Initial signs are that things are not going well. The minister herself is only "reasonably optimistic" about the chance of success. The president has already been obliged to step in and lend her a hand, postponing discussion of the bill by the Council of Ministers for at least a week. Bruno Julliard, the head of the national student union UNEF, who earned his arms as a leader of the anti-CPE demonstrations, is back in front of the cameras and micros and in the press, proclaiming the reform "totally unacceptable" and raising the prospect of a rentrée chaude or even--a thing most unusual for France--a "long hot summer" of demonstrations by students so incensed at the idea of selection to master's programs that they will consider interrupting their vacations to take to the streets. (As I write these words, blocks away from Harvard University, which this year rejected 93 percent of its applicants for undergraduate education, I am only too aware of the abyss that separates the American from its sister republic across the sea.) And yet--remarkable thing--Julliard is in favor of giving more power to university presidents as opposed to faculties, in order to "battle against corporatism and the mandarinate." His other bêtes noires include "the competitive Anglo-Saxon model, profoundly inegalitarian and elitist." Yet he also opposes the opt-out provision, which would allow individual universities to decline the opportunity to manage their budgets autonomously, on the grounds that this would lead to the channeling of the bulk of funds to a "handful of elite universities."
If M. Julliard is going to be hard to satisfy, the university presidents of the CPU (Conference of University Presidents) are also reticent. Indeed, it was their vote against the proposed bill--19 opposed, 12 for, 3 abstentions--that obliged Sarkozy to step in. As with university presidents everywhere, their chief concern is money: which will get it, which won't. Unlike M. Julliard, they are under no illusion that there is anything profoundly egalitarian and anti-elitist about the current system. What guarantees they want from the state is less clear, but one can easily imagine that the smaller and weaker institutions fear starvation of funds and ultimate extinction, while the stronger ones want assurances that with autonomy will come the necessary funds to compete, not just domestically but internationally, for the best faculty, up-to-date laboratories, libraries, and all the rest. Sarkozy, in his televised interview on TF1, waxed lyrical about the French universities of the future, able to rival the best in the world, with verdant campuses and well-stocked libraries and abundant staff and modern facilities, but he seemed to suggest that all that would be required to achieve this goal was the requisite will and not an endowment on the order of $28 billion per institution (to take Harvard's endowment as a touchstone).
Also untouched by the current reform is the separate but related issue of reform of research. A complete revamping of the CNRS is under discussion. Instead of a collection of labos, as at present, the CNRS would become a mere funding agency, akin to the National Science Foundation in the US. Personnel would be transferred to the faculties and perhaps--mirabile dictu!--even required to teach. This would affect the universities more profoundly than the structural reforms now under discussion, but the government's approach is to fix the administrative contours first before tackling the thorny personnel issues. Another unresolved question is the perennial one of the relation of the Grandes Ecoles to the universities. The elitism that M. Julliard deplores is so profoundly a part of the existing two-track system that he doesn't even mention it. But even Sarkozy recognizes that Rome wasn't built in a day, and nothing can be built or unbuilt in France against the opposition of an aroused phalanx of anciens élèves of Polytechnique and Normale Sup--an even more frightening prospect than a Boul' Mich' packed with followers of M. Julliard.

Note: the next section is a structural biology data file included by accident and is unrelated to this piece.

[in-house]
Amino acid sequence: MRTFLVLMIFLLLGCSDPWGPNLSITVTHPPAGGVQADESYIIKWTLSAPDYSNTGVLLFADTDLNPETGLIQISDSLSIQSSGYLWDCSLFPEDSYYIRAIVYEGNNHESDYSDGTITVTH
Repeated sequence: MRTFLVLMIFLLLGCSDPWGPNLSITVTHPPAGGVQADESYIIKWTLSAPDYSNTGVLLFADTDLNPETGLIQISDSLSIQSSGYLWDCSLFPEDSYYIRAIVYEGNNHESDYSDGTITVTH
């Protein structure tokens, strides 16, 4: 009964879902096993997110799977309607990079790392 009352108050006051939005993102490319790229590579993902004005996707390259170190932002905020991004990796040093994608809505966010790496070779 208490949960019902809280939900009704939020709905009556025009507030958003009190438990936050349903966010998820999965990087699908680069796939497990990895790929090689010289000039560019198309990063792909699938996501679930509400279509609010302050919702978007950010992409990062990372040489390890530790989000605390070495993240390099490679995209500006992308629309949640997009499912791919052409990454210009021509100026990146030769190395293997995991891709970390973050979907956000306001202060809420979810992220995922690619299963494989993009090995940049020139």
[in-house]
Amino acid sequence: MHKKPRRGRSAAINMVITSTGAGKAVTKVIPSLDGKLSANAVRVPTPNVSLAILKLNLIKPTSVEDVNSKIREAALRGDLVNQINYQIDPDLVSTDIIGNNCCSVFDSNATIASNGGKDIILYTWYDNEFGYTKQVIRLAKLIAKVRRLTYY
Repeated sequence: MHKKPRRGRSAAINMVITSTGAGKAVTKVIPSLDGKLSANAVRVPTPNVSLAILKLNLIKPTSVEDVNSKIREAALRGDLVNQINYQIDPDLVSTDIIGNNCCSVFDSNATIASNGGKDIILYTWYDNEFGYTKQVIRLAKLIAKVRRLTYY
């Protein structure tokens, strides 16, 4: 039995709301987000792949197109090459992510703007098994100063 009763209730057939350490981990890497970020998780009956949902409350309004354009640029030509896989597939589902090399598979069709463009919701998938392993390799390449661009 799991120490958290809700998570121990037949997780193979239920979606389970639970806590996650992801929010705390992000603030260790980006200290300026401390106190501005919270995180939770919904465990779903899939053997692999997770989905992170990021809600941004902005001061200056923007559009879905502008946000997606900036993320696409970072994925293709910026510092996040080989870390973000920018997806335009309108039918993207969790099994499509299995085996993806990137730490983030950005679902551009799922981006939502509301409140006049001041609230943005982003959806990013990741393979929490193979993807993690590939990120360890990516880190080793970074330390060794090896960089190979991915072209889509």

For a succinct summary of the primary points of the reform, see here.
Labor unions have an important and legally-recognized place in the French institutional structure. As one of the "social partners," for example, they help to administer the various retirement regimes. Some of the reforms that loom large on Sarkozy's agenda will further enhance the unions' institutional role. For instance, the minimum service reform will, if adopted, require prior notice of a strike and formal negotiations aimed at avoiding a walkout. Hence the questions of exactly whom the unions represent and what their various interests may be takes on new importance.
Guy Groux addresses this question in a very interesting article here. As is well known, only 8 percent of French workers are members of unions, a very low figure compared to other European countries--and this despite the unions' powerful institutional role. Are the remaining 92 percent simply free riders, availing themselves of the benefits without paying the dues, or do their interests diverge from those of their supposed representatives? Groux notes that public-sector workers are overrepresented in unions compared with private-sector workers. More serious still, categories of workers most exposed to the vagaries of the market, such as women, younger workers, and foreign-born workers, are underrepresented.
More controversially, Groux contends that union militants often see themselves as the avant-garde of the working class and press for what they believe other workers ought to want rather than what they do want. Hence a certain tendency to radicalize conflicts rather than seek agreement. He cites European Social Survey data suggesting that union militants are more anti-market and anti-capitalist than other workers, and that this gap is wider in France than in other countries.